Tuesday, 23 April 2013

Squirming Shepherds

From "Lousy Leaders and Sorry Sheep"

I could not help wondering if any deacons, priests and bishops felt uncomfortable standing up and giving a homily on Sunday following the Gospel reading about the Good Shepherd. (John 10: 27 – 30) I also wondered if they would feel equally awkward every day of this entire week, since the message of Sunday extends through each day of this week? Sadly, the reality is that those who should, probably do not even realise that they have a reason to squirm.

The core message of the Gospel readings, starting on Sunday and proceeding through this week, is that if we believe in and love Jesus, we will listen to his voice and follow only him. Hence we will be united to him and come under his protection. Even though we will still have to struggle and resist those who want to lead us away from the true message of Jesus, with the help of his grace, we will be protected from being deceived and persevere to the end.

The question is how does God protect us from being deceived? How does God enable us to hear with certainty his voice? How do we know that the message we are being given is the true message of Jesus and not, quite frankly, hocus-pocus? How do we ensure that we are not led astray?

None of us, individually, seriously believe that we have infallible knowledge of what is truly of God and what is not. There are some areas that are easily discerned but there are many more areas that are not so easily discernible. We therefore realise, if we are wise, that because of our human frailty we require assistance to ensure that the voice we hear calling and which we choose to follow, is truly that of Jesus and not the consequence of concupiscence.

This guidance comes to us via the Church because “Christ, established and ever sustains here on earth his holy Church, the community of faith, hope, and charity, as a visible organisation through which he communicates truth and grace to all men.[1]

The Church was given a very specific “structure that will remain until the Kingdom is fully achieved. Before all else there is the choice of the Twelve with Peter as their head.[2] We all know those famous words quoted often: “And I tell you, you are Peter, and on this rock I will build my church, and the powers of death shall not prevail against it.[3]

It therefore follows that if we truly wish to discern whether the voice we hear calling us and teaching us is that of Jesus, we must compare it to the official teaching of the Church. If what we are hearing is not the same, even if it sounds very similar, we can be certain that we are dealing with what Jesus calls a “thief and a robber.[4]

In this regard we should not be surprised to find that what is presented to us by a “thief and a robber” more often than not seems very similar to what the Church teaches. Any differences will seem reasonable and logical extensions of what the Church teaches. However, we must remember that this is exactly the point. They do not advertise their presence. Their actions are intended to make us trust them. Jesus says that they do “not enter the sheepfold by the door but climbs in by another way[5]. If they came straight through the door we would all see them and we would know them for what they are.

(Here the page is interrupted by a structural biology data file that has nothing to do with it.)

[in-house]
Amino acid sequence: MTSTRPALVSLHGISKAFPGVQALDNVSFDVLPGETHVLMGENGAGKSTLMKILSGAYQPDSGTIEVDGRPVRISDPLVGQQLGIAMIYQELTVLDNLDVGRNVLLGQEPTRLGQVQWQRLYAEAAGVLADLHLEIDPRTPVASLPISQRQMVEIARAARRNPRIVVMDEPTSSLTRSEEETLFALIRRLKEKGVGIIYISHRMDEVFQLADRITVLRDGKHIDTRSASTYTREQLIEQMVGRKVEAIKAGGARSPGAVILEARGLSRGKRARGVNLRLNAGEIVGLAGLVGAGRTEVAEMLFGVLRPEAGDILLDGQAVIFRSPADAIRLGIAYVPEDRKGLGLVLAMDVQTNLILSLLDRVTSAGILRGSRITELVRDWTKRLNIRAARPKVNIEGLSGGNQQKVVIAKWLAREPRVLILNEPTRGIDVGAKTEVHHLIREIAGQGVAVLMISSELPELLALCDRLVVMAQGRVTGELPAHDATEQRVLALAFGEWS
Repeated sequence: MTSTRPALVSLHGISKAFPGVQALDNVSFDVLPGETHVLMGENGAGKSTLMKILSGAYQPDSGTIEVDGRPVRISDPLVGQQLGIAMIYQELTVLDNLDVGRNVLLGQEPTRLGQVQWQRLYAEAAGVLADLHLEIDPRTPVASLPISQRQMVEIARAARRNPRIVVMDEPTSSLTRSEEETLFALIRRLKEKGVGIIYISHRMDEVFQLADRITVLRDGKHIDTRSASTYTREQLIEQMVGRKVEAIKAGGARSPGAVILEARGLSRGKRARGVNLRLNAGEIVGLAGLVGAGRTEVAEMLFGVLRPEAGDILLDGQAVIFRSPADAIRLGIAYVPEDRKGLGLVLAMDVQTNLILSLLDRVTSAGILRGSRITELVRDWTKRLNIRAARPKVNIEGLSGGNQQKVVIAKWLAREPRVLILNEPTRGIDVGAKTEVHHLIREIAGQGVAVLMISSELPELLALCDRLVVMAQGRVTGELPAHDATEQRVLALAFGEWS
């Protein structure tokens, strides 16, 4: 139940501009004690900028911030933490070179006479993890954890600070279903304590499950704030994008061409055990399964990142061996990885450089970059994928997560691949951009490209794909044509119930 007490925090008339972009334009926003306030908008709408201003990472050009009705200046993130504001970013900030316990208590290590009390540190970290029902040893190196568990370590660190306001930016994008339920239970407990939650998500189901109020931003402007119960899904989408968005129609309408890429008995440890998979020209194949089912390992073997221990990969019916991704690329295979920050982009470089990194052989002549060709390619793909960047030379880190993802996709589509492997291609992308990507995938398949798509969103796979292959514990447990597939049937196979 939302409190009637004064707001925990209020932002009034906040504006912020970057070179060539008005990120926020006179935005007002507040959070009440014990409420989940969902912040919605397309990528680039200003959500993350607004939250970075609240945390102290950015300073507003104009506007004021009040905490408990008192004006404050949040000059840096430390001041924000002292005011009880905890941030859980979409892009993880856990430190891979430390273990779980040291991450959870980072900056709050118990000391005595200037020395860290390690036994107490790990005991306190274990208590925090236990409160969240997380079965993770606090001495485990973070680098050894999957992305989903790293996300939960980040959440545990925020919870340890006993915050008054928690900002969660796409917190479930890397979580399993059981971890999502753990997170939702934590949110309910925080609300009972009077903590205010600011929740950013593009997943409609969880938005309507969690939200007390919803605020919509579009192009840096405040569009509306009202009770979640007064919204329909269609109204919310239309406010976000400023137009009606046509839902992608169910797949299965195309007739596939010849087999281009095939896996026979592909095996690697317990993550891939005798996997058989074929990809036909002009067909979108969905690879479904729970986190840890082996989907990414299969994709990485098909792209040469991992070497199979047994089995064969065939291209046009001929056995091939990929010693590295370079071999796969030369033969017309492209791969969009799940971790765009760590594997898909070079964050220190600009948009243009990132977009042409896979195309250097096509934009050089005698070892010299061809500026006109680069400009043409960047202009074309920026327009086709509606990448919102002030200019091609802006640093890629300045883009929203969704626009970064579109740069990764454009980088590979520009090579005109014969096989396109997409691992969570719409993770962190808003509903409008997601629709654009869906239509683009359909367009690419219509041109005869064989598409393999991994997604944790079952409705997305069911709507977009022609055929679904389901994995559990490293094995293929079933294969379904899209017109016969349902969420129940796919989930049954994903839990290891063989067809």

It really is not rocket science! St Ambrose sums it up so well: “Ubi Petrus ibi ecclesia, et ibi ecclesia vita eternal”. (Where there is Peter there is the Church, where there is the Church there is life eternal.) If the Church does not officially teach it, then it is the message of a “thief and a robber.

Sadly the problem Catholics face today is that we get so many mixed messages, often from within the Church and often from our clergy. We simply can no longer just accept at face value what some of our pastors tell us, be it during Mass or anywhere else. It has become increasingly necessary for us Catholics to haul out our Catechism books and begin educating ourselves so that we know exactly what the Church really does teach.

Once we do this it of course becomes far easier to identify those who have become a “thief and a robber”: It is the ones who present a variation, no mater how slight, of the Church’s official teaching on Faith and Morals.

These are the ones whose pride has led them to believe that they are so much wiser, holier and more enlightened than Holy Mother Church; the ones whose pride has so affected them that they would have you believe that they are better able to communicate the true teaching of Jesus, than the Church has been able to do thus far. They are our squirming shepherds!

[1] Catechism of the Catholic Church #771
[2] Ibid #765
[3] Matthew 16: 18
[4] John 10: 1
[5] Ibid


  1. This is a very enlightening article.

    It clearly spells out the dilemma of the modern world. It spell out wolves who walk in sheep’s clothing.

    I would like to expand more on your subject, Mark. I would like to contemplate how we are to separate the goats from the sheep; spelling out how to separate the wolves who
    walk in shepherds' clothing, separating the false prophets, from those faithful men who proclaim the Gospel in Truth. .

    The time is soon coming to rid ourselves of ecclesiastical conspirators who pay lip-service to the Pope while undermining Tradition, Doctrine and Sacred

    Because you are bishop, this title does not mean to say that you are faithful, even though the Pope has not yet caught up upon you!

  2. God bless you Mark. Happy feast day!